Spotlight On: The Great Motivator

2 June 2023


This article first appeared in Queenwood Weekly News on Friday 2 June 2023.

Winston Churchill was a famously poor student. His boarding school in Brighton considered him ‘negligent, slovenly… perpetually late’ and his Housemaster at Harrow reported ‘(his) forgetfulness, carelessness, unpunctuality, and irregularity in every way, have really been so serious… he ought to be at the top of his form, whereas he is at the bottom.’

Historians considered his school performance evidence of Attention Deficit Hyperactivity Disorder (ADHD) or Dyslexia. These claims are disputed by The Churchill Centre who claim ‘he was actually quite good at subjects he enjoyed and in fact won several school prizes’ (Learning Liftoff), not to mention a Nobel Prize for Literature later in his life. In other words, Churchill excelled in areas that interested him – when he was motivated.

Does this story offer a glimmer of hope for parents managing despondent youths? Perhaps. If you can pinpoint what motivates your daughter and adapt accordingly.

As part of our Smart Study partnership with the Association of Independent Schools and the University of New South Wales, Queenwood is measuring student motivation in Years 9 & 10 in four distinct categories:
  • Extrinsic Motivation (pursuit of accolade);
  • Identified Motivation (the pursuit of personal goals);
  • Intrinsic Motivation (the joy of engaging in a task); and
  • Introjected Motivation (avoiding fear or shame).
In his book Do Hard Things Steve Magness addresses this last category – introjected motivation – noting its prevalence in parenting, sport, and the military. Tales of authoritative parenting, brutal training sessions, and boot camps designed to improve physical and psychological fortitude (referred to in his work as ‘toughness’) did not yield the desired results. These activities sorted participants, but not in the right way. The candidates able to endure brutal trials ‘displayed external signs of machismo (but were) often the weakest’(p.9). They usually persisted when spurred on by a powerful, overbearing figure, but failed in their ultimate task – long-term academic, sporting, or military success – because they were unable to act independently. Without a commanding presence directing every action, they didn’t know what to do.

In the last few decades, the US Airforce has adjusted training to ensure soldiers are better able to take calm and decisive action in stressful situations. The premise of their program is this: before you throw soldiers in the deep end of the pool, you must first teach them to swim (Magness, p.32). In other words, creating tough soldiers begins with education in crucial skills like goal setting, positive self-talk, collaboration, and planning. These skills – which develop ‘wellbeing’ through ‘learned optimism, resilience, post-traumatic growth, and emotional regulation’ (p.33) – align with Smart Study lessons currently being delivered to Years 9 & 10 students at Queenwood. Young people, like military recruits, need to be given the skills to negotiate increasingly complex situations and opportunities to practise them so they can build confidence in making decisions, adapting to new contexts, and managing failure.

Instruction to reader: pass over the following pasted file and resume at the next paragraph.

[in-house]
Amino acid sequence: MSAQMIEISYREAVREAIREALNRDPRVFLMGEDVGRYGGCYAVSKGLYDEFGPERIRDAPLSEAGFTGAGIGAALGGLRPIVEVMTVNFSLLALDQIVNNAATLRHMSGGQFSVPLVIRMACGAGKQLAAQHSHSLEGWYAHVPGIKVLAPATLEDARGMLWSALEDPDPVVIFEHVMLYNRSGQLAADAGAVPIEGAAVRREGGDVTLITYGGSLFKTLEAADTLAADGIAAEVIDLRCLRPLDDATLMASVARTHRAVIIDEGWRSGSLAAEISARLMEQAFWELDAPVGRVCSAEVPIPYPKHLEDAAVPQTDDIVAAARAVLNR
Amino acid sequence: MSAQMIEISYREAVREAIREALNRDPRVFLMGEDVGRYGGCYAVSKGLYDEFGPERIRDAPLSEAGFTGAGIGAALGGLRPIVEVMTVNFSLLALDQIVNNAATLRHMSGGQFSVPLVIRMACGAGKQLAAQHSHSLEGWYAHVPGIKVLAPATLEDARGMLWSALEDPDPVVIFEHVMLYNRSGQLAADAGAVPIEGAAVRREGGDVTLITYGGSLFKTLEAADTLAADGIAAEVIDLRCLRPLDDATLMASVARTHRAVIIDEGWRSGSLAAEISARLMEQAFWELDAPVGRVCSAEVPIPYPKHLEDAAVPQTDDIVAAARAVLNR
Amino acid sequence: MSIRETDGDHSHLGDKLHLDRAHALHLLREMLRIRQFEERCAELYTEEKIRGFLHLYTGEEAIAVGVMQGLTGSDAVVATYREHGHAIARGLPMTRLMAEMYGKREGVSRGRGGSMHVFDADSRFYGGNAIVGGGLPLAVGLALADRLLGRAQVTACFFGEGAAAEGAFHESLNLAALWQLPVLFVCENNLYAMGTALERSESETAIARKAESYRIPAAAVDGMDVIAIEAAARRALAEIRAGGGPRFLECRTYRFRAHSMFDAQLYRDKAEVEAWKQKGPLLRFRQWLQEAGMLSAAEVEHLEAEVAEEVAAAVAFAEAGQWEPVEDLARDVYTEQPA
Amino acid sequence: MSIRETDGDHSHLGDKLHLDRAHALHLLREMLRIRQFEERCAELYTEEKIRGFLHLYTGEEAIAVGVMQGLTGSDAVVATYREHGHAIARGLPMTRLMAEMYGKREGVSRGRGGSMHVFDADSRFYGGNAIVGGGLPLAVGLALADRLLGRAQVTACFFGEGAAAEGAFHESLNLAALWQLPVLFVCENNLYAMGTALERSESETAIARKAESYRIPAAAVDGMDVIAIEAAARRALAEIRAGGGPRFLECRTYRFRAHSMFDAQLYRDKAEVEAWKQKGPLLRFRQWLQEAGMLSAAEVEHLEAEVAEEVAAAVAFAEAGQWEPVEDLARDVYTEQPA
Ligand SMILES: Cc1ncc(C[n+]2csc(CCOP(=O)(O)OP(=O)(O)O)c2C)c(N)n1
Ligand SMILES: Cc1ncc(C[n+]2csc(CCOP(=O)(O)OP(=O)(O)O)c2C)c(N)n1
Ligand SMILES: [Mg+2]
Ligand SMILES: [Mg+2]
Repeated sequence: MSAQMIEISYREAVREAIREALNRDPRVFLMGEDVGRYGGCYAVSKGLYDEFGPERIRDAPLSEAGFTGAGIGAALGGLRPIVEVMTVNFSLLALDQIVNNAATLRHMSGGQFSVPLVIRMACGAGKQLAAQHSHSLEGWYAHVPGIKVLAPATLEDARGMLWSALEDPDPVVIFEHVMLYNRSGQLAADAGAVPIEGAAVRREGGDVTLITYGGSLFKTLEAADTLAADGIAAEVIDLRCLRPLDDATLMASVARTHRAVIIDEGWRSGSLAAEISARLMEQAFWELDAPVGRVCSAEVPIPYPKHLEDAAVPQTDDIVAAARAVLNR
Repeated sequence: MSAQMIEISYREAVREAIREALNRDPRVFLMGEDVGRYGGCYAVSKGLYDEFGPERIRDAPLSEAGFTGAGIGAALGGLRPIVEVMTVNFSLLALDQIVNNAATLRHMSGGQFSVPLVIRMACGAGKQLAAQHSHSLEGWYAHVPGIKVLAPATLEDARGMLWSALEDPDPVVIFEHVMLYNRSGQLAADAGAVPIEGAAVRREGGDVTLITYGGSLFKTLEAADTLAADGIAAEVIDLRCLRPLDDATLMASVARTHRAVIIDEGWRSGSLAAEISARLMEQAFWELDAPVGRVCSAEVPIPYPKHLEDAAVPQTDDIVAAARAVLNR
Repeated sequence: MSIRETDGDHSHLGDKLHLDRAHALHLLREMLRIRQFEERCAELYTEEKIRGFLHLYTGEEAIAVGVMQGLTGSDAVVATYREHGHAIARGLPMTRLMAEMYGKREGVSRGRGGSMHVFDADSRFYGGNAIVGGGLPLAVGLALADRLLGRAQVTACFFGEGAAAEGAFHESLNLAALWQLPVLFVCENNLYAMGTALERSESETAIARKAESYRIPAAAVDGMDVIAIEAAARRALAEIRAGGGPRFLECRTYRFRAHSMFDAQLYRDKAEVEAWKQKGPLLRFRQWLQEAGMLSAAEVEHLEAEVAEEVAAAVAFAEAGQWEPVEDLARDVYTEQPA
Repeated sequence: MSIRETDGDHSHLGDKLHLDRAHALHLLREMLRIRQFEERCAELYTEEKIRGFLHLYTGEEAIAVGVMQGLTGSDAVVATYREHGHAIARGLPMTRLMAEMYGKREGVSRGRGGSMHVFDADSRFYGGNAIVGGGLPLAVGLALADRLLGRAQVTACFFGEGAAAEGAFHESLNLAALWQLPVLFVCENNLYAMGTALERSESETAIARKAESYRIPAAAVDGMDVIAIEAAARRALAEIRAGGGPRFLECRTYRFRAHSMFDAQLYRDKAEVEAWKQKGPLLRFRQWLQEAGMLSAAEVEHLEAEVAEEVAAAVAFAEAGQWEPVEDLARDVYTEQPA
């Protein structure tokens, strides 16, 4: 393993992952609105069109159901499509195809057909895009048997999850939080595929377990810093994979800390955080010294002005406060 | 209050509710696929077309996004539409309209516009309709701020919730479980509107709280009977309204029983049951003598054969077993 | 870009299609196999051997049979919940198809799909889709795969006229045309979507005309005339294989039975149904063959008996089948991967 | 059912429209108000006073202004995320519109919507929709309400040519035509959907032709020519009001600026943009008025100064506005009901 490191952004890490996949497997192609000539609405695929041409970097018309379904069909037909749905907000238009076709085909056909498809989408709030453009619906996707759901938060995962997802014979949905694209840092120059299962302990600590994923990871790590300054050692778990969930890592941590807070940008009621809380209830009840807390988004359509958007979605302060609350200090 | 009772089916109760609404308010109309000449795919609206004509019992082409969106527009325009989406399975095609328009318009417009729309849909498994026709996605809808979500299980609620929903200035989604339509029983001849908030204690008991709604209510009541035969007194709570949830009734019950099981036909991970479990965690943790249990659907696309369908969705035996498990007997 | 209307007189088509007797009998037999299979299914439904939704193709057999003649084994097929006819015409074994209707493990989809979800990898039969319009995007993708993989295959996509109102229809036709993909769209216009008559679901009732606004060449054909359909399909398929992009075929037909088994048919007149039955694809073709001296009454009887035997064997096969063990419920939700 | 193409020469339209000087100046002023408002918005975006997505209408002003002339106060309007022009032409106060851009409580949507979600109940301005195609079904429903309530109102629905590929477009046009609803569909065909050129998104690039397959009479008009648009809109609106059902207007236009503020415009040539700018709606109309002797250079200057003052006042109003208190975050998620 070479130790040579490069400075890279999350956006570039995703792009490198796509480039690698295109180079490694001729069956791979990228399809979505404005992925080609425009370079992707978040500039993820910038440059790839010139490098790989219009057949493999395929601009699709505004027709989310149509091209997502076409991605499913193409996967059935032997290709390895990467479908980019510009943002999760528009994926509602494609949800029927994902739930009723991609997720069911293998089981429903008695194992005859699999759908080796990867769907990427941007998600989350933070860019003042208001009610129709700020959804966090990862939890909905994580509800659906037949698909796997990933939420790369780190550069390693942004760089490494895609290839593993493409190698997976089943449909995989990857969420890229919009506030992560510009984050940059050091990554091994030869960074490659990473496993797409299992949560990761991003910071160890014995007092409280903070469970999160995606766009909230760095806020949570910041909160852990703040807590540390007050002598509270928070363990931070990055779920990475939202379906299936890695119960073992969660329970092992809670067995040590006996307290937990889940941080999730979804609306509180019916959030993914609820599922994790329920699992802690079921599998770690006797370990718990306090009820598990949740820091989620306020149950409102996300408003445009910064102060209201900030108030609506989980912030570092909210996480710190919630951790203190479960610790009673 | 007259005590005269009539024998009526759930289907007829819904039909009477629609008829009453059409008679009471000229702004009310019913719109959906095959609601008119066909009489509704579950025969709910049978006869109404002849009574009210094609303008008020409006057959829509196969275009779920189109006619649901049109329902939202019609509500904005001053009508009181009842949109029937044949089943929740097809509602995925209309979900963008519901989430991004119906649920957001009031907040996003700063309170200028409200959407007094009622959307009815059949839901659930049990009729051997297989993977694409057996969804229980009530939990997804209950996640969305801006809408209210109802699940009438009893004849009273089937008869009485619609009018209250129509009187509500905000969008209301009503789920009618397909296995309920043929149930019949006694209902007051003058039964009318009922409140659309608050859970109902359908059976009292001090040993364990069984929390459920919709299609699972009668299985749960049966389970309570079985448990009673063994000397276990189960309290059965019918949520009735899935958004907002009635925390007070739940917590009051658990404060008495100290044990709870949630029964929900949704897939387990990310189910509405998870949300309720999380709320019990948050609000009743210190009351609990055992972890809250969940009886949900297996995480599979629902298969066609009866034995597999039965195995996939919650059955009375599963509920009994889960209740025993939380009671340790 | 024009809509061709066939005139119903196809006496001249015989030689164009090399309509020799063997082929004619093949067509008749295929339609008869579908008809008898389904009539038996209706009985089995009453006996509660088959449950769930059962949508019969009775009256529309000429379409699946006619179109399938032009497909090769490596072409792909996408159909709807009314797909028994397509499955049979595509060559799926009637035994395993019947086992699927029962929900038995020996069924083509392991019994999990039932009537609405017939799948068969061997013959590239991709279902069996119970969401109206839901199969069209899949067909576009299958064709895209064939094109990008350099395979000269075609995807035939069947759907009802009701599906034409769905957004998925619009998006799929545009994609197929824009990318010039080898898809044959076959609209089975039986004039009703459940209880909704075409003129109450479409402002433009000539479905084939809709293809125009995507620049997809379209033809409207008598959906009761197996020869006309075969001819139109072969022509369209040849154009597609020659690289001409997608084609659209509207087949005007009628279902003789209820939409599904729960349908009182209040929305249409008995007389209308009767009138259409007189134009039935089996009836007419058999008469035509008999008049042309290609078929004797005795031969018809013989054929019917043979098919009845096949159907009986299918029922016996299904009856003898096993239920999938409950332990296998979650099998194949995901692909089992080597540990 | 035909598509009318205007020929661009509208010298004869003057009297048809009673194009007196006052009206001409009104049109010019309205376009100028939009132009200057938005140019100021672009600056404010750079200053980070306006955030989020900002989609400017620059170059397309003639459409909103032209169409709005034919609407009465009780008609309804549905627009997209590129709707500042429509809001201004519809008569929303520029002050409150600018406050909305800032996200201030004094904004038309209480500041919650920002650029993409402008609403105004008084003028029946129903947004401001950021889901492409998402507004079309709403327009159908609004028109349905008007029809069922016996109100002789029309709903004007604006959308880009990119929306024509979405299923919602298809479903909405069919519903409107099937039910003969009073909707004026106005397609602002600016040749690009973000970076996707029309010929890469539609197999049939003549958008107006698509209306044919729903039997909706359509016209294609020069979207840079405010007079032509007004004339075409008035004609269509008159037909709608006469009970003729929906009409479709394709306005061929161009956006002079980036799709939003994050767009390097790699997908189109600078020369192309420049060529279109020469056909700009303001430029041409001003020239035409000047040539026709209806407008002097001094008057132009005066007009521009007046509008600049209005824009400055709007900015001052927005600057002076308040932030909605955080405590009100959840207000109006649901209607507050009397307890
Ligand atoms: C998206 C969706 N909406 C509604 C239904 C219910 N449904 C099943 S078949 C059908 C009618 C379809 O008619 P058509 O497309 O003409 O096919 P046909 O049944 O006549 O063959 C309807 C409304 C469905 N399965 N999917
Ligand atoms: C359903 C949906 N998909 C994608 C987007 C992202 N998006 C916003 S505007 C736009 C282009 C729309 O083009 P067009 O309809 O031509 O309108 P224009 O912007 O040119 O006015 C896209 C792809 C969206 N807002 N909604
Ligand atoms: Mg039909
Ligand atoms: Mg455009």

We see these patterns borne out in educational research. In contexts where teachers or parents intervene in decision-making, student self-efficacy is eroded, as is their self-confidence (Alliance of Girls’ Schools). In contexts that promote independence through knowledge, belief, commitment and planning, students are more engaged and motivated (McDaniel & Einstein, 2020). Like Churchill, students who feel control over their own learning demonstrate greater levels of identified or intrinsic motivation prompting greater success within and beyond the school gates. These students learn, not because someone is telling them to, but because they want to. They demonstrate ‘real toughness… a kind that replaces control with autonomy, appearance with substance, rigidity pushing forward with flexibility to adapt, motivation from fear with inner drive, and insecurity with a quiet confidence’ (Magness, p.14).

As you read your daughter’s report in a few weeks, consider her motivation in different areas of her schooling. Are disappointing results a true indication of capacity, or a reflection of her choices (revealing her priorities)? Are encouraging results a reflection of one of the four types of motivation? What might be possible if we encourage your daughter to choose her own path and live with the accompanying failures and successes? Just look at the shift in Churchill’s report card when he set his own agenda – from ‘slovenly’ to ‘the greatest Englishman of his time, full of years and honour’ (Final report card, the Guardian).